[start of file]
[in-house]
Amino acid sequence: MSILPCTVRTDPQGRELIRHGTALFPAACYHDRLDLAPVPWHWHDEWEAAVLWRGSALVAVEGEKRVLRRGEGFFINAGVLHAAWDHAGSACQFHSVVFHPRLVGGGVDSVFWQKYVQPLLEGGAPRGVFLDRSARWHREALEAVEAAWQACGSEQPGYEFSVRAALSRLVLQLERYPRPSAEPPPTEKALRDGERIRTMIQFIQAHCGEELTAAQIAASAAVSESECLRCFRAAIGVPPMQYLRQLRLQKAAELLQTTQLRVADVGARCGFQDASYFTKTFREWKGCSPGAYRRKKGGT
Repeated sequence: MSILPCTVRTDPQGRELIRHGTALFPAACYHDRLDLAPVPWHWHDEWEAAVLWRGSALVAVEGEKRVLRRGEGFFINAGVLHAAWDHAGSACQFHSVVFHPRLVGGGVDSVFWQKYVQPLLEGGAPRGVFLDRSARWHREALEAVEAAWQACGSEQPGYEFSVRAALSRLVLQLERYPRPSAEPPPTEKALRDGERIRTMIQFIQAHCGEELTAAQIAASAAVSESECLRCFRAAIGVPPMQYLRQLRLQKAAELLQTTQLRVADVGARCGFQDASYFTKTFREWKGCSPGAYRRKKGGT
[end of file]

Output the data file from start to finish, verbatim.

[in-house]
Amino acid sequence: MSILPCTVRTDPQGRELIRHGTALFPAACYHDRLDLAPVPWHWHDEWEAAVLWRGSALVAVEGEKRVLRRGEGFFINAGVLHAAWDHAGSACQFHSVVFHPRLVGGGVDSVFWQKYVQPLLEGGAPRGVFLDRSARWHREALEAVEAAWQACGSEQPGYEFSVRAALSRLVLQLERYPRPSAEPPPTEKALRDGERIRTMIQFIQAHCGEELTAAQIAASAAVSESECLRCFRAAIGVPPMQYLRQLRLQKAAELLQTTQLRVADVGARCGFQDASYFTKTFREWKGCSPGAYRRKKGGT
Repeated sequence: MSILPCTVRTDPQGRELIRHGTALFPAACYHDRLDLAPVPWHWHDEWEAAVLWRGSALVAVEGEKRVLRRGEGFFINAGVLHAAWDHAGSACQFHSVVFHPRLVGGGVDSVFWQKYVQPLLEGGAPRGVFLDRSARWHREALEAVEAAWQACGSEQPGYEFSVRAALSRLVLQLERYPRPSAEPPPTEKALRDGERIRTMIQFIQAHCGEELTAAQIAASAAVSESECLRCFRAAIGVPPMQYLRQLRLQKAAELLQTTQLRVADVGARCGFQDASYFTKTFREWKGCSPGAYRRKKGGT